Police looking into YouTube videos, threats of violence appearing to be tied to person of interest

Two non-detonated smoke grenades, a hatchet, gasoline and the key to a U-Haul van were also found on the train, Essig said. Investigators believe James rented the van in Philadelphia and police found it later Tuesday in Brooklyn, Essig said.

Brooklyn subway attack shocks neighborhood, a hub for working-class immigrants: 'Nothing like this happens here'

  Brooklyn subway attack shocks neighborhood, a hub for working-class immigrants: 'Nothing like this happens here' Local, working-class residents in Sunset Park were left "in a state of shock" Tuesday following the Brooklyn subway shooting during rush hour.Moreno, 57, lived in the diverse Brooklyn neighborhood for 17 years before moving to Bensonhurst and said it had always been a quiet area until Tuesday, when multiple people were shot and several "undetonated devices" were found at the station.

Mayor Eric Adams said Wednesday morning on MSNBC that no additional information has come out connecting James to New York City. James has ties to both Wisconsin and Philadelphia, authorities said.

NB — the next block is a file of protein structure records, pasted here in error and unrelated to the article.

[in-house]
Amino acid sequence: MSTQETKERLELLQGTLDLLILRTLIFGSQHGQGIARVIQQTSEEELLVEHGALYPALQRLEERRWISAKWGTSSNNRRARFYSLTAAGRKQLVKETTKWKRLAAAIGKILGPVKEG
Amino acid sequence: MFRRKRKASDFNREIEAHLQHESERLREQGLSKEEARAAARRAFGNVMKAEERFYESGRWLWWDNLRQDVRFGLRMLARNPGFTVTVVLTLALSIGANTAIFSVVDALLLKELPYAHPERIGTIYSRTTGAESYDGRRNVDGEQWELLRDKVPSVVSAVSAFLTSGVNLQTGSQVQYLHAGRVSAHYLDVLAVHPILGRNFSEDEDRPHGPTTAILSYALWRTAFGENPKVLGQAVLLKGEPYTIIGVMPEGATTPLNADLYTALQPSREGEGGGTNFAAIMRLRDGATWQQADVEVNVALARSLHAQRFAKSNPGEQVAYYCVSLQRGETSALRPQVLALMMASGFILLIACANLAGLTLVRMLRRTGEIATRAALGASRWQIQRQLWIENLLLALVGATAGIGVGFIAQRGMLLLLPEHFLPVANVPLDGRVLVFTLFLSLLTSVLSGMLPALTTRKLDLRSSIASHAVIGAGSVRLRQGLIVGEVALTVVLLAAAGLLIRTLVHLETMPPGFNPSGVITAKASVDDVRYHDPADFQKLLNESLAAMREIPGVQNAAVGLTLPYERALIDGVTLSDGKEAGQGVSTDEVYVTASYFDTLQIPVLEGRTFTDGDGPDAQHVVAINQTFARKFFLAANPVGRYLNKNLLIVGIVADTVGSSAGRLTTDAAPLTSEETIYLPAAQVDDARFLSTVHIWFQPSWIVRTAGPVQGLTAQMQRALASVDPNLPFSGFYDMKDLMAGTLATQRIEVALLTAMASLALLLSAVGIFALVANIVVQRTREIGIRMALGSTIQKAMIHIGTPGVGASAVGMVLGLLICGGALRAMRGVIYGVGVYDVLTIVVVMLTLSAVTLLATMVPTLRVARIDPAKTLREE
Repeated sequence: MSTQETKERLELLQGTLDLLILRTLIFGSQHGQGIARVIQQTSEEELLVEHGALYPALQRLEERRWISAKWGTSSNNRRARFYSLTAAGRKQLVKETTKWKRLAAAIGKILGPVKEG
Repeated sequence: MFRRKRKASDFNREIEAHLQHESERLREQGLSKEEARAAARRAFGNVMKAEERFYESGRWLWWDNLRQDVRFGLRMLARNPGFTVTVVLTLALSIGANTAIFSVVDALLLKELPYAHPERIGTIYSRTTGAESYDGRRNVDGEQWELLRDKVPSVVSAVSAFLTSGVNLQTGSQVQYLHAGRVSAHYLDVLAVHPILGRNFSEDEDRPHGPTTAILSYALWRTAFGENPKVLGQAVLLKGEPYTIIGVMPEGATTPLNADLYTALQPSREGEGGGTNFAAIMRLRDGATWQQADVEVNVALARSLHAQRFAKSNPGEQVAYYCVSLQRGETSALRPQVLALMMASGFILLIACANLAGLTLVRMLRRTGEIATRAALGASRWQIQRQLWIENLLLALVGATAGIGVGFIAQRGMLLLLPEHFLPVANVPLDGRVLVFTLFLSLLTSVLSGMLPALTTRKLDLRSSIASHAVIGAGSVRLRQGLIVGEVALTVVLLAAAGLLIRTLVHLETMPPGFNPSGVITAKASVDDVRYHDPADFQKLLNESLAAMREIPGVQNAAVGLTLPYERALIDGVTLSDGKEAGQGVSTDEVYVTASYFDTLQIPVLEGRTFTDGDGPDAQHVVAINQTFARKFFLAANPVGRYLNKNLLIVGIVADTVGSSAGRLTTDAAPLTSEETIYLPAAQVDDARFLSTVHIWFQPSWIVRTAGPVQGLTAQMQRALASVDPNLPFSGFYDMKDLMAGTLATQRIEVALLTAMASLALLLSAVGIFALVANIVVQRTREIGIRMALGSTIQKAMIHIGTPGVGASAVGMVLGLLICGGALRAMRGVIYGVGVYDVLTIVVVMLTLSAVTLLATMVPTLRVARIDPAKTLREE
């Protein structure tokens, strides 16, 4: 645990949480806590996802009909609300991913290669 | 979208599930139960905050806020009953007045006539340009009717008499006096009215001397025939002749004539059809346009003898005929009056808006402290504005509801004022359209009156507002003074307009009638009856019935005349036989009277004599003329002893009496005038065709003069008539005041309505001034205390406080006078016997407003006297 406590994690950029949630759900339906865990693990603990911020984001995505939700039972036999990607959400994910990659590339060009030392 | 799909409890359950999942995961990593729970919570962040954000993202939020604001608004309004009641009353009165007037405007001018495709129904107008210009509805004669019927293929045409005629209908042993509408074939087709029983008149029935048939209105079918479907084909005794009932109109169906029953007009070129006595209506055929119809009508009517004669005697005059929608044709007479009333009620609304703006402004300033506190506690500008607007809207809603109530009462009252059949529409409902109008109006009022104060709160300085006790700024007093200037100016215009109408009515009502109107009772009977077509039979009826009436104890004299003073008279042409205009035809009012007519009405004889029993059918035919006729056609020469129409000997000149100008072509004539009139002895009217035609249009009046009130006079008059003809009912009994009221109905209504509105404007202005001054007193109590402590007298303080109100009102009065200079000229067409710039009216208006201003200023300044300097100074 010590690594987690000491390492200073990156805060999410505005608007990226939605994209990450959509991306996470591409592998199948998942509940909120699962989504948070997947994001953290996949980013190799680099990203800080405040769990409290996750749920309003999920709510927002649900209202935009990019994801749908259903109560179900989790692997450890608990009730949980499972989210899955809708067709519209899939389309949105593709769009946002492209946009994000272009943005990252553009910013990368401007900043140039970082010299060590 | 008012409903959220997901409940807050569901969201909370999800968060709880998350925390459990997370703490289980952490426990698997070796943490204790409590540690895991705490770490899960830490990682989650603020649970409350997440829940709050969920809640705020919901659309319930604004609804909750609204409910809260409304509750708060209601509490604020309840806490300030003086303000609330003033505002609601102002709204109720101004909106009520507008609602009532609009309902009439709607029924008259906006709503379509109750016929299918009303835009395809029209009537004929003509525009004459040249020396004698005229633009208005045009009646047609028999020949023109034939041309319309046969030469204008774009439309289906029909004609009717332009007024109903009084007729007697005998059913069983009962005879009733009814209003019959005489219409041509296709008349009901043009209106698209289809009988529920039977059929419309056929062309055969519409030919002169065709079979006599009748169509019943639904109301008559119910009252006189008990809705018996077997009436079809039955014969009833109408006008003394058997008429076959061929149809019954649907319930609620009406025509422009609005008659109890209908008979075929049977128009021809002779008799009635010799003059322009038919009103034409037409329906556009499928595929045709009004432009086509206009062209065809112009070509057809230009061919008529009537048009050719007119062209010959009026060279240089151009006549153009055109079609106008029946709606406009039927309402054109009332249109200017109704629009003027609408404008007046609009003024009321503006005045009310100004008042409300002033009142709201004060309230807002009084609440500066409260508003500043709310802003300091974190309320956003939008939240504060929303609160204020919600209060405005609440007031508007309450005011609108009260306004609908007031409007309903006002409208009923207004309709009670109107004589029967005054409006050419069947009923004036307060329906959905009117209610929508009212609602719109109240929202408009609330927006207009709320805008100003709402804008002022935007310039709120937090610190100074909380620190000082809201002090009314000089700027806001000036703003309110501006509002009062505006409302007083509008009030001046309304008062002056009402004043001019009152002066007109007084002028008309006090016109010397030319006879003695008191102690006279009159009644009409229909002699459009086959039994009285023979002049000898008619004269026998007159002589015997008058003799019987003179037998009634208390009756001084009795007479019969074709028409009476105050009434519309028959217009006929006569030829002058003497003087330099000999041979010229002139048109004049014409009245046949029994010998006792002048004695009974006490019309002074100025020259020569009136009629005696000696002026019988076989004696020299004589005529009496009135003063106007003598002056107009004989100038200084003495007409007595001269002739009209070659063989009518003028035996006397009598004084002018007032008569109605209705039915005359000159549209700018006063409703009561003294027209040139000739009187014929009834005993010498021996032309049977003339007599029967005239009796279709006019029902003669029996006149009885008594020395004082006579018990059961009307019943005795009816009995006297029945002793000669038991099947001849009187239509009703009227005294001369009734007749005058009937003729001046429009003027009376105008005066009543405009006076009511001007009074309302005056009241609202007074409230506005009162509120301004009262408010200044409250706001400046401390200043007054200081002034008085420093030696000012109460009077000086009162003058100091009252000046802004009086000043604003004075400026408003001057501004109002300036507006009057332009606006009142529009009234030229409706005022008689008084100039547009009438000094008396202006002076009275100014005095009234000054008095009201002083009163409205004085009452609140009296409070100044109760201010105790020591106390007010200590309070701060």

WHERE IS SUNSET PARK: Subway attack shocks Sunset Park, a hub for working-class immigrants: 'Nothing like this happens here'

Sewell also said police are investigating a number of social media posts appearing to come from James where he mentioned homelessness and Adams. The mayor's security detail would be tightened out of an "abundance of caution," she said.

A law enforcement official who was not authorized to comment publicly told USA TODAY authorities were reviewing several social media pages, including YouTube videos appearing to feature James discussing a variety of issues from Black rights and slavery to the recent mass shooting in Sacramento and the confirmation of Judge Ketanji Brown Jackson to the Supreme Court.